UNIX tip of the day: two file processing with AWK

I recently came across some AWK code from a work colleague that I did not understand at all

awk -F'\t' -v OFS='\t' 'FNR==NR{a[$1]=$1;next};$1 in a{print $1,$2,$3}' file1 file2

I usually like to understand code instead of blindly copying and pasting, so I did a little research into what this was doing. Searching for „awk FNR NR“ got me to this stackoverflow page: linux – What is „NR==FNR“ in awk?

And that led me in turn to this excellent article about Idiomatic awk . I’ll summarize some of the points from there

NR = record number, starting with 1. By default the record separator (RS) is a newline, so this amounts to a line number. When processing 2 files, AWK first processes the first file one record at a time, and then the second file. The NR continues to increment for both files.

FNR = file record number. This counter starts back at 1 for each file.

To explain further, I am going to use 2 example files – foo.txt and bar.txt, with contents like so

$ tail foo.txt bar.txt
== foo.txt ==
== bar.txt ==
a 12 blah
c 42 yada

One thing that I learned from the idiomatic AWK is that I have not been writing idiomatic AWK. I have been writing awk scripts like

awk '{ if ($1=="a") { print }}' foo.txt

This works, but is not idiomatic. AWK scripts follow the general pattern of CONDITION { ACTIONS }. Thus I don’t need an if statement to create a conditional. Using idiomatic AWK, this is simply:

awk '$1=="a" { print }' foo.txt

Now I can start to understand the first script better.

FNR==NR is a condition

a[$1]=$1;next is the action

Now what is that doing?

a is a variable – in this case an associative array (hash, dict, i.e. key-value store). AWK doesn’t require you to initialize variables at all. So this is building up an array, with they key and value both set to the value of the first column. Since we have the condition FNR==NR this block will only execute when reading the first file. Finally, we have the next, which says to skip the rest of the condition-action pairs.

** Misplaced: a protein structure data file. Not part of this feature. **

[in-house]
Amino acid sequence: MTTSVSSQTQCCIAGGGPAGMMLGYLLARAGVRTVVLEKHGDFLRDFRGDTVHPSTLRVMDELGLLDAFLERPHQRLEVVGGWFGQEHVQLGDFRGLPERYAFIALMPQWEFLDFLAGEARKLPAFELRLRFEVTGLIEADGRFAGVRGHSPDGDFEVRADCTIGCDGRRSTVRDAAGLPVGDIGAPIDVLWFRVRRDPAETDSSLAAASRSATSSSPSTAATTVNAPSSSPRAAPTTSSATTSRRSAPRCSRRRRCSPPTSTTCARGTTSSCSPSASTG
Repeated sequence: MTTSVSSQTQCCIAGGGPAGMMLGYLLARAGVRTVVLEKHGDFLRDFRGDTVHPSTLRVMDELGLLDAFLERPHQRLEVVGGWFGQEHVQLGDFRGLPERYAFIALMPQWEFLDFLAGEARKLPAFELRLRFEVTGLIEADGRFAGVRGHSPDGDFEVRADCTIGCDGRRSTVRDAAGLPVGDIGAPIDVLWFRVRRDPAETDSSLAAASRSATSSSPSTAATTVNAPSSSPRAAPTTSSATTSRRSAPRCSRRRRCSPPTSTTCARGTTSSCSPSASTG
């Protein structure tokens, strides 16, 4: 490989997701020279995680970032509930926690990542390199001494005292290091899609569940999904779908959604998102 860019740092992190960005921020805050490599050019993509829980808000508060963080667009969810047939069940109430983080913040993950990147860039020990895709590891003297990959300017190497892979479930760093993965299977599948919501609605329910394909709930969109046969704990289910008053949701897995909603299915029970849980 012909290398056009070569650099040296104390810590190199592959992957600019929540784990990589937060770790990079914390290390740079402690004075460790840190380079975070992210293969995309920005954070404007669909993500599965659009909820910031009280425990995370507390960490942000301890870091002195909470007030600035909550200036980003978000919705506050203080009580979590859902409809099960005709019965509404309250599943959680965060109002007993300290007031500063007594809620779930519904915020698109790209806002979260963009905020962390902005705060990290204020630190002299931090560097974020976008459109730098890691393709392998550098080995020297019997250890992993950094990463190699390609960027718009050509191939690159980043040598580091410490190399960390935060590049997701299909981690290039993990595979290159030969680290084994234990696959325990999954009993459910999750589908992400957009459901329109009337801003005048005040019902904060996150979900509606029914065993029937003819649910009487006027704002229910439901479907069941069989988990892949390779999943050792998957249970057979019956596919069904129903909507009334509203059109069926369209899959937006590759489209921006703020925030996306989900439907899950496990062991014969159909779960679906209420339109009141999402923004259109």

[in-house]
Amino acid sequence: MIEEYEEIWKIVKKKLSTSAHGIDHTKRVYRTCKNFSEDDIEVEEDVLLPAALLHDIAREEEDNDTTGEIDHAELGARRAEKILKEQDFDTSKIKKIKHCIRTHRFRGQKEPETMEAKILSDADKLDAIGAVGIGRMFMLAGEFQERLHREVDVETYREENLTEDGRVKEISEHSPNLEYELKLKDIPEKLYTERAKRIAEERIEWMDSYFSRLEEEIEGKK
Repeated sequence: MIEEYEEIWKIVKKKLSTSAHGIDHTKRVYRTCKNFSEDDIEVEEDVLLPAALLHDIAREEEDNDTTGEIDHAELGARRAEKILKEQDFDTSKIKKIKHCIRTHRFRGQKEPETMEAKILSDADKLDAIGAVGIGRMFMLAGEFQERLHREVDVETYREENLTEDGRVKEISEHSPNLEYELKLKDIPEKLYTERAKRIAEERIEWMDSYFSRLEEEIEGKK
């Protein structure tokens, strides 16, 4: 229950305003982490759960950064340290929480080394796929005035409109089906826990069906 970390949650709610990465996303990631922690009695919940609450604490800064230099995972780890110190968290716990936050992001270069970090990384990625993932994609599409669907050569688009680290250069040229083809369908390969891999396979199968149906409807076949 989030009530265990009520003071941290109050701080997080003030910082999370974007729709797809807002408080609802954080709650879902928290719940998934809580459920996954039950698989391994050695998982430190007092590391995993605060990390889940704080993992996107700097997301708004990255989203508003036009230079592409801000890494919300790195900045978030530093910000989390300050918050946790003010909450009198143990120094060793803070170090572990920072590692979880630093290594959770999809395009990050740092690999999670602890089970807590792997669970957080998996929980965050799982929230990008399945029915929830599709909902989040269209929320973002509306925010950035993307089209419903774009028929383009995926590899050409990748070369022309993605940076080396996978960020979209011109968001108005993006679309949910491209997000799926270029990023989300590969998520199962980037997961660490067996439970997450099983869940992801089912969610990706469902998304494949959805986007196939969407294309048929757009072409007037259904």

Now on to this part:

$1 in a{print $1,$2,$3}

This is another condition-action pair. Note that because of the first condition-action of FNR==NR {next}, this second condition-action pair will only be applied when processing the second file. $1 in a is the condition. It is saying „if the first column of this record in file2 matches a key in the array a, then print the first, second, and third column of file2

Okay – only a few more things left to explain – let’s look at the options given to awk

-F ‚\t‘ this defines the input field separator to be a tab. (default is space)

-v OFS=’\t‘ The -v option lets you set a variable in the script. In this case, we are setting the special variable OFS (output field separator) to tab (default is space)

Note that instead of using -F and -v, you could also specify these values in a BEGIN block, which is executed before any data is processed, like so

$ awk 'BEGIN {IFS="\t"; OFS="\t"} FNR==NR {a[$1]=$1;next}; $1 in a { print $1,$2,$3}' foo.txt bar.txt
a 12 blah
c 42 yada‍‍‍‍

But that requires a little more typing

One other thing to keep in mind with AWK – whitespace usually doesn’t count much for anything. When I first saw

FNR==NR{a[$1]=$1;next} I thought that the curly brace after NR was specifying an array index, like you might do in Perl. Nope – that curly brace is just specifying the action block, and you don’t need any whitespace between the condition and the action

Let’s go even one step further. What if we have more than 2 files? Let’s say we have 3 salespeople x, y, and z selling products a, b, and c. Each salesperson gives you a report of their sales. We want to find the total sales for each product. Here are their files:

$ tail [x-z].txt
== x.txt ==
a 10
c 22
== y.txt ==
b 12
c 42
== z.txt ==
a 16
b 32

In SQL, we would use a GROUP BY with a SUM. In AWK, we will again just use an associative array, and add the values to it.

$ awk -F '\t' -v OFS='\t' '{a[$1] += $2} END { for (k in a) { print k,a[k] } }' [x-z].txt
a 26
b 44
c 64

We use a similar approach here, except that we don’t need to do any special processing for the first versus subsequent files. We simply build up the array a, and after we have processed all the lines, we print out the totals by looping over a in an END block. Note that in this case, it doesn’t matter if the data is in separate files or in one file. We could have also just concatenated all the data together first, and then piped to AWK like so:

$ cat [x-z].txt | awk -F '\t' -v OFS='\t' '{a[$1] += $2} END { for (k in a) { print k,a[k] } }'
a 26
b 44
c 64